On September 25, 2015, a Central District of California judge denied the government’s request to maintain documents under seal in a declined qui tam suit, on the basis that the documents describe only routine investigative methods of the government. See United States ex rel. Hong v. Newport Sensors, Inc. et al., No. 13-cv-01164-JLS-JPR (C.D. Cal. Sept. 25, 2015). This order followed the court’s prior denial of an attempt by the government to maintain the seal for a failure to show good cause to limit the unsealing to only specific documents.
In its recent order, the district court emphasized that to overcome the presumption in favor of access to court records, the government bears the burden of showing how the disclosure would: (i) reveal confidential investigative techniques; (ii) jeopardize an ongoing investigation; or (iii) harm non-parties. The government sought to maintain the seal with respect to filings that, for example, sought an extension of the seal due to delays in the government investigation, generally discussed documents and witnesses the government was examining, and identified the agencies involved in interviewing witnesses. In denying the government’s motion, the court rejected the argument that the documents “tell the government’s investigatory techniques, decision-making processes, research, and reasoning that apply in hundreds of similar cases.” To the contrary, the court held the documents “describe only routine processes used in the normal course of governmental investigations;” as such, the government failed to meet its burden to maintain the seal.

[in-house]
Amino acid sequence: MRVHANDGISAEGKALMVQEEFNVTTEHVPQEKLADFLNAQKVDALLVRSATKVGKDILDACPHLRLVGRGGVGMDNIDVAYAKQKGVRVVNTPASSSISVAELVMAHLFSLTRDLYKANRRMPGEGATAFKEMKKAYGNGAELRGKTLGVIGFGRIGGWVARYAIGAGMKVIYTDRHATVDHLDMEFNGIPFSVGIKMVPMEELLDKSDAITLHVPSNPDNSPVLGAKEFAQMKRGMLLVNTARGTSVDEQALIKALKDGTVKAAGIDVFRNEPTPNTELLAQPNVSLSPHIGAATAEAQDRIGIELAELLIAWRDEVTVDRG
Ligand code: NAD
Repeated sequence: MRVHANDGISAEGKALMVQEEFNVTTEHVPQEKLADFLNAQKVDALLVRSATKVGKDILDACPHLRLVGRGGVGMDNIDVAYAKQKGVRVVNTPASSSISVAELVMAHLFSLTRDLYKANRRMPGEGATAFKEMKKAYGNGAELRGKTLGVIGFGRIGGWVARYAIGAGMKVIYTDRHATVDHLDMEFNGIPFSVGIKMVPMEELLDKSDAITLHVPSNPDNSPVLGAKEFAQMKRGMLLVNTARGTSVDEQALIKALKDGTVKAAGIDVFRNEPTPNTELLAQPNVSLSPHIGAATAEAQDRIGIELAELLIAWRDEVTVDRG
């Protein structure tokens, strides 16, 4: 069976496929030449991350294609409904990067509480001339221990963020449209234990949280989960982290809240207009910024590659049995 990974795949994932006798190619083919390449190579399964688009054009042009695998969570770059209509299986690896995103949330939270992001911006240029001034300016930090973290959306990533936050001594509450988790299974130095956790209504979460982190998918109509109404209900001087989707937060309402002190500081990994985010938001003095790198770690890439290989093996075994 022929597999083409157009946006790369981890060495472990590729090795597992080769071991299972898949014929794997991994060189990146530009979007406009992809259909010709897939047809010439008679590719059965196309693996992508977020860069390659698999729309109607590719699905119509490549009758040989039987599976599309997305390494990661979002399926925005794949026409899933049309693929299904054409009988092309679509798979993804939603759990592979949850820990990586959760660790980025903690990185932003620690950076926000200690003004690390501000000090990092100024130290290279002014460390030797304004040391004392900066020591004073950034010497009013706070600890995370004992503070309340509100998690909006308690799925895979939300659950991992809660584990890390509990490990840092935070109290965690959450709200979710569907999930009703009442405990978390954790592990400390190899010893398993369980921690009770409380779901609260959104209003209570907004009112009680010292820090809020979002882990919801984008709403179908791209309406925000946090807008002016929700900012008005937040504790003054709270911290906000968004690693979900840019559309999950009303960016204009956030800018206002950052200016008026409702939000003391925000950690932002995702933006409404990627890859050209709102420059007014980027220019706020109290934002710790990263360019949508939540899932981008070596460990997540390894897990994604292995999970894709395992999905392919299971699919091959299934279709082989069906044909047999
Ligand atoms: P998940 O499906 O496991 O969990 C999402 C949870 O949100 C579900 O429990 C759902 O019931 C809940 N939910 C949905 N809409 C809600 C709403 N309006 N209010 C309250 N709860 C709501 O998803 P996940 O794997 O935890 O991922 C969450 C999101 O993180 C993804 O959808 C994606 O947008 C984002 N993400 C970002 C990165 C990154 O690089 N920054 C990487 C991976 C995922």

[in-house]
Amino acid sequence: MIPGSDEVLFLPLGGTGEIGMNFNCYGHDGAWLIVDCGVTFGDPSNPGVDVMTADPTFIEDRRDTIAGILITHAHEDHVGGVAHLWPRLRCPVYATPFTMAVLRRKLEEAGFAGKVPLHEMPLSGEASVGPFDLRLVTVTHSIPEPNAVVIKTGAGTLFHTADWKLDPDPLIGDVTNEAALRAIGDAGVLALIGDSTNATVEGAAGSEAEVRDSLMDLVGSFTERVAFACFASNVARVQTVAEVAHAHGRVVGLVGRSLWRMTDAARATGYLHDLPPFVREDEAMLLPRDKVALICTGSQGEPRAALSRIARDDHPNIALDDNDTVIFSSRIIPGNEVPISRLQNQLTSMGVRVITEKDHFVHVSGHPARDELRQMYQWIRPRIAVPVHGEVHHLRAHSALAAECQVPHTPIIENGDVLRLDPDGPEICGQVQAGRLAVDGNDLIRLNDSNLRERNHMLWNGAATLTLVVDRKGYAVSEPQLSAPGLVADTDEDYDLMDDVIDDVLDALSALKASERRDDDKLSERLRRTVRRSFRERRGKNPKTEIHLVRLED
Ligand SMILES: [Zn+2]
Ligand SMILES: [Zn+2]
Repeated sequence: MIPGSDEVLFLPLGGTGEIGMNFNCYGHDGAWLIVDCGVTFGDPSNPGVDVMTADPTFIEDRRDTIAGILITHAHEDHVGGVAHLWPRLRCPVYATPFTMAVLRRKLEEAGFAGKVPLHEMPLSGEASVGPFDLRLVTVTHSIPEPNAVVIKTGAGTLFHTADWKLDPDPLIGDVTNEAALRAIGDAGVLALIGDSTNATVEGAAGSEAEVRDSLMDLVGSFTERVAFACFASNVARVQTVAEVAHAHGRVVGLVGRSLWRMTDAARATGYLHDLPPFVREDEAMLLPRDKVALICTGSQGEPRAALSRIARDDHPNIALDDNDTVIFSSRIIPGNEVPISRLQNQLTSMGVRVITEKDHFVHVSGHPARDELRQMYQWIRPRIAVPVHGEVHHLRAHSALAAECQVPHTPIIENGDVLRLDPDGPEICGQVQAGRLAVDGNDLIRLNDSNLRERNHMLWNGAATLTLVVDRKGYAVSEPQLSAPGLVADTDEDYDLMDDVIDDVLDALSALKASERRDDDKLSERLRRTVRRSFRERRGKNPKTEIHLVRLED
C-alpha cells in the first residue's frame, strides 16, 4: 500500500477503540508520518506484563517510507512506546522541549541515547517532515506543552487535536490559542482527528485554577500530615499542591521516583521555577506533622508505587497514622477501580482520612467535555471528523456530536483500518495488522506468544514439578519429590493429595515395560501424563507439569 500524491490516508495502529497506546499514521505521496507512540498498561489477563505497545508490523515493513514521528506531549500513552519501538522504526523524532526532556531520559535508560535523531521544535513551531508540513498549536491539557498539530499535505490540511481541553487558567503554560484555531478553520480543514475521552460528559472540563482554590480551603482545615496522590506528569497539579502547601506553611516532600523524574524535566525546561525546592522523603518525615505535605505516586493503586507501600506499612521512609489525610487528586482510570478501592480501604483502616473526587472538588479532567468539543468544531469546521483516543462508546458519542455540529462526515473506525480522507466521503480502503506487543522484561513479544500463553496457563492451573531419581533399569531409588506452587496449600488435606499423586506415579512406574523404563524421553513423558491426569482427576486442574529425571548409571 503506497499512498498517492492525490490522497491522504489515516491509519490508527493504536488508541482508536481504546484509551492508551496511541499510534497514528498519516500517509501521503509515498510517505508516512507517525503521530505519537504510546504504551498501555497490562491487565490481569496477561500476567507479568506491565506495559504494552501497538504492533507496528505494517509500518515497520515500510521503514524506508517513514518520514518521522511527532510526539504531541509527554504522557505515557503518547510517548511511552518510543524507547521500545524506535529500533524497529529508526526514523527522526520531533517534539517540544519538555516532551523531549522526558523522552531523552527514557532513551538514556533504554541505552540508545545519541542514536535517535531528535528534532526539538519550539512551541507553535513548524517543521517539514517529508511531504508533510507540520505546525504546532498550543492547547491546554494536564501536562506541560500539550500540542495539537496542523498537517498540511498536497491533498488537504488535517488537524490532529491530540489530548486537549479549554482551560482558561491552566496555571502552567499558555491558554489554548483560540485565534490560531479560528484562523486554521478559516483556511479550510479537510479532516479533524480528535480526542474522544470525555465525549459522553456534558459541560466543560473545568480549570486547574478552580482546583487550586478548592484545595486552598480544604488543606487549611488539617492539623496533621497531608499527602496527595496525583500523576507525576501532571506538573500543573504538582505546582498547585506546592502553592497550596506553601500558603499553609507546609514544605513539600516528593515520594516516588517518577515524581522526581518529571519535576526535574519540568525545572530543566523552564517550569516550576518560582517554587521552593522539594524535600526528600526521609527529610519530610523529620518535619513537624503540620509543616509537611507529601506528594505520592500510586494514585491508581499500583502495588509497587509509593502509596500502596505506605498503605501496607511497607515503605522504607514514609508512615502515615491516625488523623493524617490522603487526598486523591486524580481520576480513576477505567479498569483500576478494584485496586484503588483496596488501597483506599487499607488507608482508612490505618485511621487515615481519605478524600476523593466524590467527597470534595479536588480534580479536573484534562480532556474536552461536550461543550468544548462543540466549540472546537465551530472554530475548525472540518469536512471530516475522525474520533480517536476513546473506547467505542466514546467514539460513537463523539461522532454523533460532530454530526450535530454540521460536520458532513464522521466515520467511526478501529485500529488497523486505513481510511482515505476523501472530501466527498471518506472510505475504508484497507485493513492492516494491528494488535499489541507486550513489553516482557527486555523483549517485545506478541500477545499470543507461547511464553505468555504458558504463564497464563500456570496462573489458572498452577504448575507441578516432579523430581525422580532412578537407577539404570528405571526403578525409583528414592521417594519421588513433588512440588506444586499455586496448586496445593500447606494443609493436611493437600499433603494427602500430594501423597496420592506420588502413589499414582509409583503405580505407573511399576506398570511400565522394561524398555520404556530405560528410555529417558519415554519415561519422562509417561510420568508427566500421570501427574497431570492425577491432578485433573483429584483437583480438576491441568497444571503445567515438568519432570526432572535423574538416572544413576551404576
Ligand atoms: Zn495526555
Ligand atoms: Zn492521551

A copy of the district court’s order can be found here.